London Tube Carriages
(images via: london underground, village underground)
Perched atop more conventional buildings in the Shoreditch area of London are a few disused Tube carriages that have been converted to offices and studio space as part of a community called Village Underground. The carriages, which are still covered in graffiti, have become an area landmark.
Boeing 727 House in Mississippi
(images via: superuse)
Yet another Boeing 727 has landed in an unexpected place: lakeside in small-town Mississippi. Jo Ann Ussery bought the decommissioned plane when ice-laden trees flattened her conventional wooden house, and spent $24,000 renovating it into her dream home. The tail is anchored in 18 inches of concrete and the nose sticks out over the lake. Inside are three bedrooms, a living/dining room, a fully-equipped kitchen, a laundry area and a master bathroom with a Jacuzzi in the old cockpit.
Steampunk Submarine Room
(images via: geeky gadgets)
Unfortunately, this steampunk wonder was not crafted from a real submarine – but by the looks of it, it might as well have been. Homeowner Wayne Eyre turned his den into a ‘Steampunk Submarine Room’ designed to look like a real submarine complete with ‘plutonium leaking’ torpedoes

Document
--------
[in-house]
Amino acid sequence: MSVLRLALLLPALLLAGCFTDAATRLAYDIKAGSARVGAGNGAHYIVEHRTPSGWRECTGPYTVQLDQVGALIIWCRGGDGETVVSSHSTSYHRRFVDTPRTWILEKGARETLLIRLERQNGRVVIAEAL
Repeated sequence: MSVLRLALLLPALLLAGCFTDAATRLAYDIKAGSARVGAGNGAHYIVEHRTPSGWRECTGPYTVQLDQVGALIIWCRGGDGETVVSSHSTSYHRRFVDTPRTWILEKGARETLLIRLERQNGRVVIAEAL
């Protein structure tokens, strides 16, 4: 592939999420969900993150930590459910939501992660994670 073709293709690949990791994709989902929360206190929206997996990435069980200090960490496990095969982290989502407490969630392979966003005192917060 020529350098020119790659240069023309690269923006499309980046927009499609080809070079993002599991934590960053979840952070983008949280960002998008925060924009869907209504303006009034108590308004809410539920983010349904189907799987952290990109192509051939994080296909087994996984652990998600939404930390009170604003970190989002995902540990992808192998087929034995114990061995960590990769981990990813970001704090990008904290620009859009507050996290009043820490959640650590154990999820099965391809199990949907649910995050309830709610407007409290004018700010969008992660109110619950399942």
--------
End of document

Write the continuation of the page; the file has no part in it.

Converted Horse Box
(images via: into the hermitage)
A wooden ‘horse box’, as they call them in the UK, served as a quirky handmade home on wheels for a nomadic couple traveling through England and Scotland. The travelers gave the Bedford TK horse box beautiful reclaimed church windows and a dutch door, with the inside meticulously organized in order to fit as much function into the tiny space as possible. Construction of the room came at no small cost – about $72,000 USD.
Green Cedar Bus
(images via: deorwoodworking)
How adorable is the Green Cedar Bus, a school bus that’s been converted into a highly detailed and customized home? The old Bluebird bus has the same level of craftsmanship that you’d expect to see in a more conventional home, including hand-carved wood trim on the rooftop expansions, stained glass windows, mosaic countertops and wood flooring.